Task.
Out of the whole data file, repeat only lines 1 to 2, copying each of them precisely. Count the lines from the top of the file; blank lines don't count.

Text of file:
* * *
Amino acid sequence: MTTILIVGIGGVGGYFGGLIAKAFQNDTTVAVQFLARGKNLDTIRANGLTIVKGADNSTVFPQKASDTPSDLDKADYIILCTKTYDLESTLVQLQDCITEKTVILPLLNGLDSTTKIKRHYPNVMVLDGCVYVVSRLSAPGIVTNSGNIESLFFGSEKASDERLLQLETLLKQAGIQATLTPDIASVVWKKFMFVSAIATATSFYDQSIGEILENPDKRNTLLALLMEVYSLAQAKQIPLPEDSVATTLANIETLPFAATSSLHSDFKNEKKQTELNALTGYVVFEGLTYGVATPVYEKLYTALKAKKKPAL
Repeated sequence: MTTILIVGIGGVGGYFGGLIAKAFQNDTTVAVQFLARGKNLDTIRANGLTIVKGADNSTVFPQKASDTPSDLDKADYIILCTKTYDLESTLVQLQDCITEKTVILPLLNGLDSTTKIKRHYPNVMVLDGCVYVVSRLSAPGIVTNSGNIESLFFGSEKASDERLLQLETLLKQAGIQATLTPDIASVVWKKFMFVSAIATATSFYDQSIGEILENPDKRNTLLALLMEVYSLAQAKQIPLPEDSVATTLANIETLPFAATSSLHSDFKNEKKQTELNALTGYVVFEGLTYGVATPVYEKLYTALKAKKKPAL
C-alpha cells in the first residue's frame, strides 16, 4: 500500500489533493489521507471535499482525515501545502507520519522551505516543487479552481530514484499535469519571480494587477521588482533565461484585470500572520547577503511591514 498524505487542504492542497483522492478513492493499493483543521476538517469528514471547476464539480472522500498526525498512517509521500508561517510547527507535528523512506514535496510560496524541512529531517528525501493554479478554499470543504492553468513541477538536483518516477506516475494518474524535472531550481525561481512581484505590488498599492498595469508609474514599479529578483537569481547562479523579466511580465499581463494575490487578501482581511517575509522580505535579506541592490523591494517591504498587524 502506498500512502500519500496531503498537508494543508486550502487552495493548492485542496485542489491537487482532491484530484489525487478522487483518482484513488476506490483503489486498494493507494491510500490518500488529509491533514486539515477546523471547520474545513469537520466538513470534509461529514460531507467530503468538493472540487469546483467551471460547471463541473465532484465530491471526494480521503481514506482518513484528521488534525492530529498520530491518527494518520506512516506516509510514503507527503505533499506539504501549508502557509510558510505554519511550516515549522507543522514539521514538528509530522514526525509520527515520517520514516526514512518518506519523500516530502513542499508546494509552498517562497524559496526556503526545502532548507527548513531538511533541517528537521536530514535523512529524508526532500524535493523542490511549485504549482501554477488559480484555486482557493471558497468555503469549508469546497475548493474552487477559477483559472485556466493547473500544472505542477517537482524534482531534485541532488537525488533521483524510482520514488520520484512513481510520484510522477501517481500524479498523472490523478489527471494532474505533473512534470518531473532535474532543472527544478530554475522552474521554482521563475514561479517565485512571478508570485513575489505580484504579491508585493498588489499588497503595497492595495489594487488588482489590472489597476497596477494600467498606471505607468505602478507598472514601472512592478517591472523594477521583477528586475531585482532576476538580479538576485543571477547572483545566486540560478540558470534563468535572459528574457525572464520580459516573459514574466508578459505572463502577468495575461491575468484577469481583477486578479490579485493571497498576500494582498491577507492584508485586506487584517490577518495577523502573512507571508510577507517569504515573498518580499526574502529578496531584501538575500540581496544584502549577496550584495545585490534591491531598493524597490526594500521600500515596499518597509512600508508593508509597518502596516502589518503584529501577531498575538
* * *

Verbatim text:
Amino acid sequence: MTTILIVGIGGVGGYFGGLIAKAFQNDTTVAVQFLARGKNLDTIRANGLTIVKGADNSTVFPQKASDTPSDLDKADYIILCTKTYDLESTLVQLQDCITEKTVILPLLNGLDSTTKIKRHYPNVMVLDGCVYVVSRLSAPGIVTNSGNIESLFFGSEKASDERLLQLETLLKQAGIQATLTPDIASVVWKKFMFVSAIATATSFYDQSIGEILENPDKRNTLLALLMEVYSLAQAKQIPLPEDSVATTLANIETLPFAATSSLHSDFKNEKKQTELNALTGYVVFEGLTYGVATPVYEKLYTALKAKKKPAL
Repeated sequence: MTTILIVGIGGVGGYFGGLIAKAFQNDTTVAVQFLARGKNLDTIRANGLTIVKGADNSTVFPQKASDTPSDLDKADYIILCTKTYDLESTLVQLQDCITEKTVILPLLNGLDSTTKIKRHYPNVMVLDGCVYVVSRLSAPGIVTNSGNIESLFFGSEKASDERLLQLETLLKQAGIQATLTPDIASVVWKKFMFVSAIATATSFYDQSIGEILENPDKRNTLLALLMEVYSLAQAKQIPLPEDSVATTLANIETLPFAATSSLHSDFKNEKKQTELNALTGYVVFEGLTYGVATPVYEKLYTALKAKKKPAL